National Research Council of Canada. NRC Biotechnology Research Institute
environmental; Plants; methods; Genes
Phytoremediation is a novel treatment option for weathered, hydrocarbon contaminated, flare-pit soil in prairie ecosystems. The remediation potential of six different naturalized prairie plants was assessed by examining their impact on the degradation potential of indigenous bacterial communities. Culture-based and culture-independent microbiological methods were used to determine if mixed plant treatments stimulate different microbial communities and catabolic genotypes in comparison to individual plant species that comprise the mix. DGGE analysis of PCR-amplified 16S rRNA genes revealed that alfalfa (Medicago sativa) had a dominant effect on the structure of rhizosphere microbial communities in mixed plant treatments, stimulating relative increases in specific Bacteroidetes and Proteobacteria populations. Alfalfa and mixes containing alfalfa, while supporting 100 times more culturable PAH degraders than other treatments, exhibited only 10% TPH reduction, less than all planted treatments except perennial rye grass (Lolium perenne). Total petroleum hydrocarbon (TPH) reduction was greatest in single-species grass treatments, with creeping red fescue (Festuca rubra) reducing the TPH concentration by 50% after 4.5 months. Overall TPH reduction throughout the study was positively correlated (p<0.001) to culturable n-hexadecane degraders.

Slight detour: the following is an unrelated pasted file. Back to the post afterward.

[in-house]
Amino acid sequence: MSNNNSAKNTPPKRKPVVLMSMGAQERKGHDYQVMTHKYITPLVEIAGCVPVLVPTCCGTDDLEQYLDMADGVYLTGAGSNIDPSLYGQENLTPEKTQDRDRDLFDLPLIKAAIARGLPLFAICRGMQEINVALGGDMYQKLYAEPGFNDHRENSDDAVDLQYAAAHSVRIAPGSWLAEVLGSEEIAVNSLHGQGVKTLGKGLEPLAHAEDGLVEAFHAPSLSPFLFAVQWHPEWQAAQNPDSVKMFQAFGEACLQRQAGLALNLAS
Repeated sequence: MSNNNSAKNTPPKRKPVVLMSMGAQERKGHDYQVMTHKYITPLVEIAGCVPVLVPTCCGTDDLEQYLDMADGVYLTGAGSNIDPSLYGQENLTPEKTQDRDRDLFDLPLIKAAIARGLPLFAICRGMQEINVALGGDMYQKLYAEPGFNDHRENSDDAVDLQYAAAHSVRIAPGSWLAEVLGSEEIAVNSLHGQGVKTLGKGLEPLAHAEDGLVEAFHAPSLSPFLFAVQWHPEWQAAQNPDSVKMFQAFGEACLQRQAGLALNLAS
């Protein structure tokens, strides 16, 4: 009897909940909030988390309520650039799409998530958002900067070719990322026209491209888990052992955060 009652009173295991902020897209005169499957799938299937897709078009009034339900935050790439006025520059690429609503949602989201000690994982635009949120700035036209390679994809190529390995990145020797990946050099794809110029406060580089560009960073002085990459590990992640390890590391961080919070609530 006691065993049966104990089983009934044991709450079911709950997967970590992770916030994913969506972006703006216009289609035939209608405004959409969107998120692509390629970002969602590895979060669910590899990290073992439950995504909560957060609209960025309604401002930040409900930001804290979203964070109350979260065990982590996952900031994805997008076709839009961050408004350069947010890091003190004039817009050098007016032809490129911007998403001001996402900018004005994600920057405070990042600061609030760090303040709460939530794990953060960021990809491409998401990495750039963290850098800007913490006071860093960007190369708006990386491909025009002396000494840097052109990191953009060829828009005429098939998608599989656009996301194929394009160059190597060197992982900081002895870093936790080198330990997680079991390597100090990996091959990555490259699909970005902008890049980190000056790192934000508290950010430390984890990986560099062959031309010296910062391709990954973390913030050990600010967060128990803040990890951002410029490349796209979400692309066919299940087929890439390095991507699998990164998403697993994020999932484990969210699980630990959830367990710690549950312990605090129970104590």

Soil Biology and Soil Biochemistry38, no. 9: 2823–2833.